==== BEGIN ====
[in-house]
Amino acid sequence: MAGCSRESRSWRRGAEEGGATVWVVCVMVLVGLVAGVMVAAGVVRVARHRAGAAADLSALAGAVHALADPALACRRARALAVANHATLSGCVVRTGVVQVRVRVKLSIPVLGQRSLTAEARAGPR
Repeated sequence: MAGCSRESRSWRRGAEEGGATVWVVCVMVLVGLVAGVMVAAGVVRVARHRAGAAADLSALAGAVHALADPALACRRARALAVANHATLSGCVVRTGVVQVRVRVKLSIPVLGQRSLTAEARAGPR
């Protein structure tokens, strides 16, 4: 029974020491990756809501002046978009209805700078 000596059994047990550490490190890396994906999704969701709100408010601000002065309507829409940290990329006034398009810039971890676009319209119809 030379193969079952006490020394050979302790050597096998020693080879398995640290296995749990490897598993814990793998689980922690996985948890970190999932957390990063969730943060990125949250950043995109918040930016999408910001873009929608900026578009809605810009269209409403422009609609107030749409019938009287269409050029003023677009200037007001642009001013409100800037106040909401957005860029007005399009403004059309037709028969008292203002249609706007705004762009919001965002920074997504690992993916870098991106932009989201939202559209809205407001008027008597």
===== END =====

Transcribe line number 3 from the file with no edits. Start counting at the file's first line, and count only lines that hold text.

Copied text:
Repeated sequence: MAGCSRESRSWRRGAEEGGATVWVVCVMVLVGLVAGVMVAAGVVRVARHRAGAAADLSALAGAVHALADPALACRRARALAVANHATLSGCVVRTGVVQVRVRVKLSIPVLGQRSLTAEARAGPR